Is O'Reilly’s Exit from In-Person Conferences a Portent of Changes to Come?

Originally published at: https://tidbits.com/2020/03/26/is-oreillys-exit-from-in-person-conferences-a-portent-of-changes-to-come/

The media company O’Reilly has announced that it is not just canceling its in-person conferences, it’s exiting the entire in-person conference business. The world has been forced by the SARS-CoV-2 virus to change, and it may never return to its previous state. But that may not be an entirely bad thing.

With travel costs - air, hotel and meals - conferences were always a huge investment in money & time. Attending online can help reduce expense so I might attend more events for the cost of the actual content and not the other expenses. Yeah, this puts an end to the traditional hallway conversations that formed between talks but with Twitter and all its equivalents, those conversations can happen more frequently and possibly with a larger group.

Just like 9/11 made travel a thought process of whether to go or stay, post-COVID-19 will take a while for people to travel as freely as they once did.

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This is a hard call. My company is traditional in-person events and we are also moving into virtual events. One thing we see clearly already is the commitment factor. When people payed up front, booked travel, etc. they usually showed up. When they are virtual, they expect to be able to cancel the moment before the event (even after if they didn’t participate) and the show up rate is about 50%.

I have personally see events that were once in-person go online which start out OK but quickly dwindle. The move to vibrant online communities may take a generation to change habits.

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While part of me applauds companies for taking risks and making large sweeping changes like this, the other part of me feels sad.

In the case of “In-Person-Events” being replaced by “Virtual Events,” it sounds good, until you consider how many bartenders, restaurant cooks & servers, janitors, housekeepers (hotels), airline workers, taxi/uber/lyft drivers, and dozens of other services will no longer be used.

Amazon is fantastic. I save money and time and can get virtually anything I want the next day. But I prefer to buy tech gadgets, TVs, appliances, etc. at the local Best Buy (or whatever store) if I can because I’m keeping more people employed, including the security guards who patrol the parking lot, the coffee shop & restaurant workers who have a job because of the crowds Best Buy brings to that particular corner, etc… The same goes for clothing. I would rather get it at the local mall, even if it costs me $2-$5 more + the gas money to drive to the mall.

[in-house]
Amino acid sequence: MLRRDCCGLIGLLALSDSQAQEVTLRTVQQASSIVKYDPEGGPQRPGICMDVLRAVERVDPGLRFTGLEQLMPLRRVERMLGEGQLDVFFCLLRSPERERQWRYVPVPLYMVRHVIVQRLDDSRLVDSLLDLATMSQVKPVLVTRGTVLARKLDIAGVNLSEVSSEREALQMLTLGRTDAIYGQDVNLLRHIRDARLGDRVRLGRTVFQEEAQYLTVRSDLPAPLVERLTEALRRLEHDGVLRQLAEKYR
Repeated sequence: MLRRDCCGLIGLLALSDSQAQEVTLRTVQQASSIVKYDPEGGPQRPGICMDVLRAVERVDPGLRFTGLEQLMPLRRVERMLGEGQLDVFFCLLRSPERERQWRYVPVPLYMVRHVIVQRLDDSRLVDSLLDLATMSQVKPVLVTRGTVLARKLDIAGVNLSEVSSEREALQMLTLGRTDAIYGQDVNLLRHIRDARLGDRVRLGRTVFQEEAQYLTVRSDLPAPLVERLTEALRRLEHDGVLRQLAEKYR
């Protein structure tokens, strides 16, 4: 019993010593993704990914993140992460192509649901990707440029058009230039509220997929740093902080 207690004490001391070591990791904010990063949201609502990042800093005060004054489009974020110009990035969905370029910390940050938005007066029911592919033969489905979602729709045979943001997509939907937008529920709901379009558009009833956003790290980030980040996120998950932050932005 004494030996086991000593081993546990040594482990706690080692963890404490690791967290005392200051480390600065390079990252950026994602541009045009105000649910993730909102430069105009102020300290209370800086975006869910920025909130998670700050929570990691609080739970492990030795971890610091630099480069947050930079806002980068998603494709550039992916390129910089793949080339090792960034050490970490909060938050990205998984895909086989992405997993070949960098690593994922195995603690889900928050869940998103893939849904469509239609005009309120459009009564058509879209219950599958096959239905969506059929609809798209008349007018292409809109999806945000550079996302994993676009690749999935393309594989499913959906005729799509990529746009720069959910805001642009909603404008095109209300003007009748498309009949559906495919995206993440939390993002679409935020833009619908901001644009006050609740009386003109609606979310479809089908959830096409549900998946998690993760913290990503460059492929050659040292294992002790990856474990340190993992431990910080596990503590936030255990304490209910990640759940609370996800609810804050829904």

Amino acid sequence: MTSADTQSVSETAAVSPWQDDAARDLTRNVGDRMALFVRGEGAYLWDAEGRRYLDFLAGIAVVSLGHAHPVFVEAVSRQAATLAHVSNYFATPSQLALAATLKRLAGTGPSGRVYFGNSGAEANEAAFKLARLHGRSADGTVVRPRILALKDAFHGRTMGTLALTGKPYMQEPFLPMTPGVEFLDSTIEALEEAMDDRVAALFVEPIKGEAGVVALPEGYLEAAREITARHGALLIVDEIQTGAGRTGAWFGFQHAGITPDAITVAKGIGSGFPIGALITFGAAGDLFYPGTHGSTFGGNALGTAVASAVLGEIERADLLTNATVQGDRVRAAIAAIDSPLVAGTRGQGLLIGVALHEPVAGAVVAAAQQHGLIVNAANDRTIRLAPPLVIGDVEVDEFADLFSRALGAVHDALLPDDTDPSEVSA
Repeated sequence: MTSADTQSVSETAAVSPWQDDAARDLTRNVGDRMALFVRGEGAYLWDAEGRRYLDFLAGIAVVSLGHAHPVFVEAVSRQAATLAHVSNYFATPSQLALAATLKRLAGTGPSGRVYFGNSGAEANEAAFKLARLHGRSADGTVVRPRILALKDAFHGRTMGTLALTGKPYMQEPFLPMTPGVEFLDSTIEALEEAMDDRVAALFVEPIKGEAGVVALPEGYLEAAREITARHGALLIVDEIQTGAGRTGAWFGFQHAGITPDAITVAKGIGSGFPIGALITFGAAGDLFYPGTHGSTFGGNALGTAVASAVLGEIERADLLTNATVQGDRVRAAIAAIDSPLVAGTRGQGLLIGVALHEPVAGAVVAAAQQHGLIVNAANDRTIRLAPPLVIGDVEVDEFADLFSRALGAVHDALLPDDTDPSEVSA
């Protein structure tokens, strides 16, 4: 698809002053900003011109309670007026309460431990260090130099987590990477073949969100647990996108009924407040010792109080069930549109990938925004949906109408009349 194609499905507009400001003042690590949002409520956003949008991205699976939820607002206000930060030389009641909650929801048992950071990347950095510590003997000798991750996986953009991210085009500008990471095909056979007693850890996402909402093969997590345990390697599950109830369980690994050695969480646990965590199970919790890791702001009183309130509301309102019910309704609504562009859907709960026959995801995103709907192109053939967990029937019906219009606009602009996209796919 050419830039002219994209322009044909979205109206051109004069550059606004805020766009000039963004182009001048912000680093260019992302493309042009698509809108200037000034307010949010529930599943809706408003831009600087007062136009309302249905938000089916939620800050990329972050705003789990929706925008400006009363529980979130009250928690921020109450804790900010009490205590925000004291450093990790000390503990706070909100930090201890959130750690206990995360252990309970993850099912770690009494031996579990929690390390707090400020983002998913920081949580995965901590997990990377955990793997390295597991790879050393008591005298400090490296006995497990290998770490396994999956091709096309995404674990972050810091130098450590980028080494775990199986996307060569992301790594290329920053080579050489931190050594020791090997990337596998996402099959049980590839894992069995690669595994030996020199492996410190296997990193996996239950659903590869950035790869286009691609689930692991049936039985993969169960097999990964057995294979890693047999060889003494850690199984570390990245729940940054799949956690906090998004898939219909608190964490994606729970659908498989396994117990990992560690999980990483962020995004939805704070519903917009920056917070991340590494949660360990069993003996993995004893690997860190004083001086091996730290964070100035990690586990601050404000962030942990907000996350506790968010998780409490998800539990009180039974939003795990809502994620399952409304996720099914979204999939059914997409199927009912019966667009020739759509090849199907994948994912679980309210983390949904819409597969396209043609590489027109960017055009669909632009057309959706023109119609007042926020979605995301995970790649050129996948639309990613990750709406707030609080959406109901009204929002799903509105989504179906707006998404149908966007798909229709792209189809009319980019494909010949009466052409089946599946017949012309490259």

It’s the same for these events, plus you miss out on the “in-person” aspect of it all. I fear that the current generation is missing out on something very valuable, and they aren’t even aware of it.

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I don’t disagree with you, although I make more of a distinction for actual local businesses compared to national chains like Best Buy or Olive Garden. They may employ some local people, which is good, but all the rest of the money leaves the area.

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For Apple, my guess is that this will not be a long term strategy, as they often unveil big new products and services at the WWDC. Last year’s announcement a separate store for Watch apps, the death of iTunes, along with the debut of the snazzy and super expensive Mac Pro. Developers creating new apps, regularly updating existing apps and selling stuff within apps is why the App Store’s sales have continued to skyrocket.

I’m not sure about O’Reilly, but I’ll bet web developers will be increasingly important to Apple in the time of Coronavirus.

But only about 6000 people attend WWDC, out of 23 million developers. You have to figure that if this year’s virtual WWDC works well, Apple will be continuing to provide all the virtual features as well, even if they bring back the in-person conference next year.

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Boy did this topic bring back memories! I still have the T-shirts from the 1994 and 1995 KansasFest conferences in Kansas City for the Apple II. We all knew that our favorite computer’s days were numbered, but didn’t care. It was a chance to meet in person folks I had only known online, and we all had a great time. While online conferencing may be the future, it’s kind of sad too.

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Meeting other folks in person is such a completely different experience from meeting virtually, regardless of how advanced the technology is for the latter. Having participated in a handful of Netters Dinners during Macworld Expo in S.F. are among my all-time most favorite memories.

Key to this is that, when you attend a meeting in person, then you’re typically immersed in a completely different environment: seeing someone in the narrow confines of a computer monitor, and only seeing their faces, is so very different from going to a conference, where you experience differents sights, smells, sounds, etc.

Especially when visiting a conference in a city that you’re not (yet) familiar with, will provide a wealth of inspiration and will often put you in a completely different mindset from the one at home or in the office.